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Does Defense Win Championships?

The Right Stats Prove the Importance of Big D

By TSC Analyst/Contributor DANIEL URBAN

LOMBARD  You don't have to be around the sporting world too long before hearing "offense wins games, defense wins championships."   And on its face, it seems plausible.  If you have a great defense, your team will be in every game and have a chance to win every game. 

But does the adage "defense wins championships" hold up to statistical analysis? 

To find out I pulled statistics from the NCAA softball statistics page.  I started with a list of the top 50 defensive teams based on fielding percentage from 2016.  Then I pulled a list of the top 50 winningest teams based on win percentage from 2016.  Of the top 50 fielding teams, 21 were also on the top winning percentage list. 

To measure how closely related fielding percentage is to win percentage, I used a mathematical formula to determine correlation.  Correlation measures the amount to which one number set increases as the other set increases, and decreases as the other set decreases. A perfect correlation is measured as a "1."  The smaller the correlation, the lower the number with a "0" equating to no correlation.

I expected the correlation between fielding percentage and win percentage to be a perfect "1" or close to it.  But I was surprised by what I saw. 

The final correlation between fielding % and win %?  0.411.

Based on this data set, there is only a mediocre correlation between fielding percentage and win percentage.  There is a positive correlation, but it isn't very strong.  If defense wins championships I would expect the correlation to be very strong.  Plus, I would expect that comparing a list of the top 50 fielding and top 50 win percentages would be a very high correlation.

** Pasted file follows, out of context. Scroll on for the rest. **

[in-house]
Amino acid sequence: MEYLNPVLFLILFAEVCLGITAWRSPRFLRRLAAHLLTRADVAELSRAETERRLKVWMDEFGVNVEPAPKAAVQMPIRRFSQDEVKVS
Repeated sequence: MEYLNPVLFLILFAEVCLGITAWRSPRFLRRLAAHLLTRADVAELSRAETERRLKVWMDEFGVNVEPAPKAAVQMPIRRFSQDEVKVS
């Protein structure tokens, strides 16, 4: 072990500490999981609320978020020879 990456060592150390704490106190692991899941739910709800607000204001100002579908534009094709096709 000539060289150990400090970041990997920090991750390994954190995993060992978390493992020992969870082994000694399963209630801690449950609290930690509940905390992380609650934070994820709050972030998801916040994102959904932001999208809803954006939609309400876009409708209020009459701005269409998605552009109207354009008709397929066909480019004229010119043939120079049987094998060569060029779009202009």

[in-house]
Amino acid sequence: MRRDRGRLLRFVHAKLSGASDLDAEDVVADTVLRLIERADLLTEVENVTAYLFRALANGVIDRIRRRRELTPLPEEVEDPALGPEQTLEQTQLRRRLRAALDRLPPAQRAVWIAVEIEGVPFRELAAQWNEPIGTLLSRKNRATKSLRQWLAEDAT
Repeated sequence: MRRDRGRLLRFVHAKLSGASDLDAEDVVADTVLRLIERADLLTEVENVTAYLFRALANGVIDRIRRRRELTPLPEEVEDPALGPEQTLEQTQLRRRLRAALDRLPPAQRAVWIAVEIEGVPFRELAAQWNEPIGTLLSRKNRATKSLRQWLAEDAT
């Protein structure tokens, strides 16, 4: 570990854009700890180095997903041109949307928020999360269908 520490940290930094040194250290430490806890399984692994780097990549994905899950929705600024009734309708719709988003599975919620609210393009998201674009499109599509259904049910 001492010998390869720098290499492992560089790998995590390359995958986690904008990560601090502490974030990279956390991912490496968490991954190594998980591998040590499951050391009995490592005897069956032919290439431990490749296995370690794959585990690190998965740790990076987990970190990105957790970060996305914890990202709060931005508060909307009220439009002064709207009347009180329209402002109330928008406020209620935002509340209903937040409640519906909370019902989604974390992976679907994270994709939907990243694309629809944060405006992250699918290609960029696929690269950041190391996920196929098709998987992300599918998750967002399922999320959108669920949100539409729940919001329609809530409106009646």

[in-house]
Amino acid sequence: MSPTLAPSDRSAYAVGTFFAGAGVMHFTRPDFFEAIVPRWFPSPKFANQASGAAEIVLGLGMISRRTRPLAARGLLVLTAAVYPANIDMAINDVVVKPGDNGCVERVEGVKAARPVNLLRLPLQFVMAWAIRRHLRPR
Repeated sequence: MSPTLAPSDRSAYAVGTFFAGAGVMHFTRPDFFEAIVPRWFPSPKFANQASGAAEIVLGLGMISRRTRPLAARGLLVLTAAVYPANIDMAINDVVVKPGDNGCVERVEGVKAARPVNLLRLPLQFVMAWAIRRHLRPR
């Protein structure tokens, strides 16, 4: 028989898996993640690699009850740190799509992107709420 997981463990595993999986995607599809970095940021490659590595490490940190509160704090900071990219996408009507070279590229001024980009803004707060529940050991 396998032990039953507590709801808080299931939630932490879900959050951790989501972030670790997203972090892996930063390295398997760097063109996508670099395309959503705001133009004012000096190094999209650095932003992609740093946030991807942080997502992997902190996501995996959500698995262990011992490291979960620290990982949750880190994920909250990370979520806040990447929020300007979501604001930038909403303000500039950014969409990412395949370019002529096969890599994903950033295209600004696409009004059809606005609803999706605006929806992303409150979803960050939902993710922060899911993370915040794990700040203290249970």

Perhaps if I could expand the data for all teams rather than just the 50 best in fielding percentage and win percentage I might find a higher correlation.  Or perhaps fielding percentage is not a good way of measuring defense.  Perhaps the best way is by runs against or ERA. 

But based on this data, the answer as to whether defense really wins championships is: "eh, sort of."

However, there may be some flaws in my method.  Everyone knows teams with the best pitchers usually win the championships in NCAA softball, but fielding focuses on the overall defense much more than the pitcher, and a great pitcher can win games despite a mediocre defense because great pitchers strike batters out and prevent the ball from ever getting to the defense.

And fielding percentage can be very subjective—it relies on an umpire making a decision on whether a fielder should have made a play or not.  And that is not always easy to determine.

So how do I really prove defense wins championships?  I decided to correlate "total runs against" versus "win percentage." 

When using "total runs against" rather than "win percentage," the correlation jumps up to -0.55.  Don't be confused by the negative—it is negative because, as earned runs go down, win percentage goes up.  This is called a negative correlation.  A -0.55 correlation is much stronger than 0.41.  In fact, it is 25% stronger.  That is a huge jump!  And after reviewing my two attempts at quantifying defense, I am confident that "total runs against" is a much better method of measuring total defense because it incorporates everything a pitcher does rather than just the fielders, and it is a much more objective measure than fielding percentage. 

I am satisfied that I have a numerical value that evaluates how important defense is to winning.  But to be able to say that defense, rather than offense, wins championships, I need to run a similar test for offense to see if the correlation is stronger or weaker than runs against.

To evaluate the benefits of offense I compared "runs for" with "winning percentage" for the top teams. 

The correlation between offensive "runs for" and "winning percentage" is only 0.36, a full 35% less than the correlation between "runs against" and "win percentage" and even a few points lower than the correlation between "fielding percentage" and "win percentage."  In NCAA softball at least, the better your pitching and defense is, the more likely you are to win.

All you college programs out there, in case you didn't know it already, load up on pitching and defense and you are more likely to succeed!  It's better to offer a scholarship to a star pitcher rather than a star hitter.  Now go out there and find more defense!!! Read more.

 

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